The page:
When Health Care Insurance Does Not Make a Difference - the Case of Health Care 'Made in China'
Tinbergen Institute Discussion Paper No. 06-091/1
41 Pages Posted: 24 Oct 2006
Date Written: October 2006
Does medical insurance affect health care demand and in the end contribute to improvements in the health status? Evidence for China for the year 2004, by means of the China Health and Nutrition Survey (CHNS), shows that health insurance does not affect health care demand in a significant manner. Counterfactuals suggest that full insurance coverage of the Chinese population will not radically change the health care decisions and may even enlarge the perverse effects of today's health care system: insured persons are more likely to fall back on self-care when they are injured or ill than on the care of a local clinic. This effect is particularly strong in urban areas. In case of a severe injury hospital consultation is preferred to local clinic or self-care by most people, but still a substantial percentage (20 percent) resorts to self-care or ignores the illness. The high level of out-of-pocket expenses paid by both insured and uninsured patients lies at the root of this problem. Insurance does not offer real protection against unpredictable high health care expenditures and can lead people into a position of long-term poverty or serious liquidity problems.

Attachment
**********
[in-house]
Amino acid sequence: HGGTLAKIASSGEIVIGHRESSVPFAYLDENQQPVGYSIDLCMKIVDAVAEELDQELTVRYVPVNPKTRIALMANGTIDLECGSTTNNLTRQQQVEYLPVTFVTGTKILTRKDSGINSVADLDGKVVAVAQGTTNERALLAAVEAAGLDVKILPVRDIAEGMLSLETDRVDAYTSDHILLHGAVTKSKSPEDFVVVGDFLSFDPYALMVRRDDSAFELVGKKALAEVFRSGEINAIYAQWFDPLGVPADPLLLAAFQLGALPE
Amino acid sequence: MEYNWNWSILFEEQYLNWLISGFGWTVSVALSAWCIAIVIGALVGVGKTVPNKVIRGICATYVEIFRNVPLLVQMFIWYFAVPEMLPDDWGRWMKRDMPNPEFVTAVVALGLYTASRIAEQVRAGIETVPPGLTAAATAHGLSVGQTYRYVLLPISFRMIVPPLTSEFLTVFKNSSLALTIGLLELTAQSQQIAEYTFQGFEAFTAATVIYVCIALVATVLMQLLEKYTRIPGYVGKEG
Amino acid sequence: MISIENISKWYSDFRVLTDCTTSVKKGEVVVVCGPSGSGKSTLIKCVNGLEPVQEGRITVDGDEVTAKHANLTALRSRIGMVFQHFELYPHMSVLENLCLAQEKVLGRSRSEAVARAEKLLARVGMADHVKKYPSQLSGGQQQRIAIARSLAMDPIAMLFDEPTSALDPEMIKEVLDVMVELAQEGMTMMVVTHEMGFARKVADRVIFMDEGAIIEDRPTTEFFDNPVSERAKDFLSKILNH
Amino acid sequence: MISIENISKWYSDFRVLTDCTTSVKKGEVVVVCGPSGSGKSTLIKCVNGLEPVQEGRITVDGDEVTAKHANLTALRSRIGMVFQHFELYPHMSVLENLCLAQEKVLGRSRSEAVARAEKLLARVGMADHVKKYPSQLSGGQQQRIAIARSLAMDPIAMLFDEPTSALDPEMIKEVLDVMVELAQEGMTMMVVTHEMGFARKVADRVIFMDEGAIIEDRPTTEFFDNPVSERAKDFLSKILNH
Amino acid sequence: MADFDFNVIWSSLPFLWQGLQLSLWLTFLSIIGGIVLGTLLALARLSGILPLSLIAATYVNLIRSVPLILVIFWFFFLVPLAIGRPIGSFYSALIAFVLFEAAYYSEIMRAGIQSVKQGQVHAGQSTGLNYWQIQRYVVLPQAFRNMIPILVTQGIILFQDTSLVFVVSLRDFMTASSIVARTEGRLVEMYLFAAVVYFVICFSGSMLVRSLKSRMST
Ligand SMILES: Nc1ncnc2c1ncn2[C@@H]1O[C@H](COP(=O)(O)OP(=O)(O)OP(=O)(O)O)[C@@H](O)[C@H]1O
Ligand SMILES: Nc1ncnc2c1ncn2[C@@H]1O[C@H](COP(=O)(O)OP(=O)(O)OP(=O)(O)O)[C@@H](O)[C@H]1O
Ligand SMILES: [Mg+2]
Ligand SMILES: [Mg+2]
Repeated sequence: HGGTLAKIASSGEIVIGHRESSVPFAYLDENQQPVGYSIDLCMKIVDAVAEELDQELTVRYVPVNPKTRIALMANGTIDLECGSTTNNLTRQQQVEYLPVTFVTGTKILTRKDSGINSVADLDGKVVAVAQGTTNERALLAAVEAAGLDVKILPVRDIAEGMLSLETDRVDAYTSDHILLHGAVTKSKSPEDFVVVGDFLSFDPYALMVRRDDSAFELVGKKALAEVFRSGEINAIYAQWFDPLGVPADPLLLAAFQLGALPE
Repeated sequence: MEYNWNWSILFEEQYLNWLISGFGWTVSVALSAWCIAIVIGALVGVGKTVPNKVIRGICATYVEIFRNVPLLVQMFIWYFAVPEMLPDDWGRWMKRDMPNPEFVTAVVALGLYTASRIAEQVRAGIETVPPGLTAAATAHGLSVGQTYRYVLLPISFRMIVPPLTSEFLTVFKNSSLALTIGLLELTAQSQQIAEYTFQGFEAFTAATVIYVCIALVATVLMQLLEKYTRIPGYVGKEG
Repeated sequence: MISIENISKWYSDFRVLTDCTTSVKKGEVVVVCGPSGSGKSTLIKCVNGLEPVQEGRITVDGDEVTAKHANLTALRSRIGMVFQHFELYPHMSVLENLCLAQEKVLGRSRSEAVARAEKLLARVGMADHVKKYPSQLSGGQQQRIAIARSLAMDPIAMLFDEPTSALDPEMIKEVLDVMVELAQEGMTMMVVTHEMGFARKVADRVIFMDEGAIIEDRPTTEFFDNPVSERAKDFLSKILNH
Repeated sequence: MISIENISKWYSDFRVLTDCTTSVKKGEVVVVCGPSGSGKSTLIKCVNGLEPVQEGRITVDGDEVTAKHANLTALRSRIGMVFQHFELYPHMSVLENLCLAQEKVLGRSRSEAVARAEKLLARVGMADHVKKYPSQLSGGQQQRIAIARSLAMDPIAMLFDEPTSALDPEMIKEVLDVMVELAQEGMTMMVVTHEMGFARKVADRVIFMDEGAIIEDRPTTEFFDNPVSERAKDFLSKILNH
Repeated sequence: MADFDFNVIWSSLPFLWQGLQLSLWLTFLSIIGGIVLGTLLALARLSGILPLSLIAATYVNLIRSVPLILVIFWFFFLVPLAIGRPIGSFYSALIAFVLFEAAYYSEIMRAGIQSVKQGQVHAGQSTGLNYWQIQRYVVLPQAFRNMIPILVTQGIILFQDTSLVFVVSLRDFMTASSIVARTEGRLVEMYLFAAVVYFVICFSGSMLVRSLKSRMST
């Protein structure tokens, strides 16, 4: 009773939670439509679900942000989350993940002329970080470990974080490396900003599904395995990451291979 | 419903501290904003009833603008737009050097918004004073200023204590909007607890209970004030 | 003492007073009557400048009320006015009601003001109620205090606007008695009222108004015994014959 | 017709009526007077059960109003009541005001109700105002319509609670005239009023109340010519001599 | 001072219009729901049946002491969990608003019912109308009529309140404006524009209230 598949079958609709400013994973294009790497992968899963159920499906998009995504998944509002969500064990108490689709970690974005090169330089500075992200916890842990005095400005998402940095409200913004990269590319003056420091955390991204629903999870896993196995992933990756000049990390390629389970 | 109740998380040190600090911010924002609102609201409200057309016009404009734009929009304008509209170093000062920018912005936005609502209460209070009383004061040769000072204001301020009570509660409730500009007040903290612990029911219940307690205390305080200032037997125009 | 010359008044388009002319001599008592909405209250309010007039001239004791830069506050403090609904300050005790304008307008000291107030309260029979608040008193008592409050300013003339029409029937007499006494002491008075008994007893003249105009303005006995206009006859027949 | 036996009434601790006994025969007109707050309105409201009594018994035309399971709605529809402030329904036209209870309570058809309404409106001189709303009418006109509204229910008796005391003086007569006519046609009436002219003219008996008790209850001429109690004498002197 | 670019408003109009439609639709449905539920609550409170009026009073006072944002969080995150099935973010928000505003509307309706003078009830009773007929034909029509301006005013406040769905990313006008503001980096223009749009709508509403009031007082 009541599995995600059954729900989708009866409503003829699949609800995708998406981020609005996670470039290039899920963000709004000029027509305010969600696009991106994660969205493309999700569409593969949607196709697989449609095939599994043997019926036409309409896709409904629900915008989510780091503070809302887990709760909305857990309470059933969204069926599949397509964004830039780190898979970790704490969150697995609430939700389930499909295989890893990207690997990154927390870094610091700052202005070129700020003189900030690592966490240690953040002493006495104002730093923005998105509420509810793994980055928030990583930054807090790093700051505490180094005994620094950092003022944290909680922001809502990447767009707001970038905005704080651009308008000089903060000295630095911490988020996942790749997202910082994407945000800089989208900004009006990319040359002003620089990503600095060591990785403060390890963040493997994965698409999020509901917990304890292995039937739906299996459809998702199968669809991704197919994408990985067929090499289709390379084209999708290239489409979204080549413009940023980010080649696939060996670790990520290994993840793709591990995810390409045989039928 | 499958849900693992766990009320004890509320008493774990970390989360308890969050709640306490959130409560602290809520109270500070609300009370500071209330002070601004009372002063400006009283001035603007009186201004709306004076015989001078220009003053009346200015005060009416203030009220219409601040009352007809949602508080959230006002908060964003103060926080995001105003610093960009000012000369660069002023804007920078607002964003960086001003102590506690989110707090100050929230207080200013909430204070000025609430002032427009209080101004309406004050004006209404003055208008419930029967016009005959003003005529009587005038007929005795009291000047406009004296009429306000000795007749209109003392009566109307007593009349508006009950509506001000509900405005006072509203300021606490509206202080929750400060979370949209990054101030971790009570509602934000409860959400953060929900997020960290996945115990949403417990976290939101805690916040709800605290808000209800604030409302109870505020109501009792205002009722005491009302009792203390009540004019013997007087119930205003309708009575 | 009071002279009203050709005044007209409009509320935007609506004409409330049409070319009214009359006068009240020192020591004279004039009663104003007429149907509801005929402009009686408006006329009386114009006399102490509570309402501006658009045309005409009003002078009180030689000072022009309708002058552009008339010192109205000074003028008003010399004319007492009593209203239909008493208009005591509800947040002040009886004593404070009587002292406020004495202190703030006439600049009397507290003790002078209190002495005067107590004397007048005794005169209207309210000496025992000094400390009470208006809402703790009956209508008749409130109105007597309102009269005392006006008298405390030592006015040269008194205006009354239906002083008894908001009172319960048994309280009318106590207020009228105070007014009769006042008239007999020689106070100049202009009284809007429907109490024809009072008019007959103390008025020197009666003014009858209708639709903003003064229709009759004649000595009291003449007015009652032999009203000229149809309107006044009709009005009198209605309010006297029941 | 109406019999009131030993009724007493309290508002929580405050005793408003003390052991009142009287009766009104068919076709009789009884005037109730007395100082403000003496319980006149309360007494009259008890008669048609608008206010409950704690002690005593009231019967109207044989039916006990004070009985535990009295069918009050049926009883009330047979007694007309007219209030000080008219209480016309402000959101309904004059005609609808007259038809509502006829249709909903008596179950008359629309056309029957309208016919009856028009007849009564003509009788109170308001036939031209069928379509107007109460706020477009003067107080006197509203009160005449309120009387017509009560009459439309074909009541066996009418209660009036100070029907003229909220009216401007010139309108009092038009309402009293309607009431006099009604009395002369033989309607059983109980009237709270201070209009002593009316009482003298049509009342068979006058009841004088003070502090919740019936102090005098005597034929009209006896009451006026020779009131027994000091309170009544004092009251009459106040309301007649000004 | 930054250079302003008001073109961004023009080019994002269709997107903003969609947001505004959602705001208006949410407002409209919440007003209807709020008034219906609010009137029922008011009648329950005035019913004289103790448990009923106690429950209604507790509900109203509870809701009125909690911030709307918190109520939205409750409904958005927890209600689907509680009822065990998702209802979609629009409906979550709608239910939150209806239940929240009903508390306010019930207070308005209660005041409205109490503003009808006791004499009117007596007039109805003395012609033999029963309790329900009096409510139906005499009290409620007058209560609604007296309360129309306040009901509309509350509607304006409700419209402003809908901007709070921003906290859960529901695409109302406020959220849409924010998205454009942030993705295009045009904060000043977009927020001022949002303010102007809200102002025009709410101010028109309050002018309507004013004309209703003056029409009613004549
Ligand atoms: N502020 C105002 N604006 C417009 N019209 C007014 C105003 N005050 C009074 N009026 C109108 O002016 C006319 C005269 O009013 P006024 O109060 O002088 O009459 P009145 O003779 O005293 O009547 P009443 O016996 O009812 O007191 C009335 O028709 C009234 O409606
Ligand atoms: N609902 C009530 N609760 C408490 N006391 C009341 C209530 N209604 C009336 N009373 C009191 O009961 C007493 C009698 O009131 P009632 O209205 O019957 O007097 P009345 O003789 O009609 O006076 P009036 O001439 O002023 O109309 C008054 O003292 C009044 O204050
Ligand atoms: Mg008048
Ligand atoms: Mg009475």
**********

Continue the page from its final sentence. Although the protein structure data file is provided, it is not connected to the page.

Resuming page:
Keywords: health insurance, poverty, China, health care, market failure
JEL Classification: D12, H51, I11, I18, P36
Suggested Citation: Suggested Citation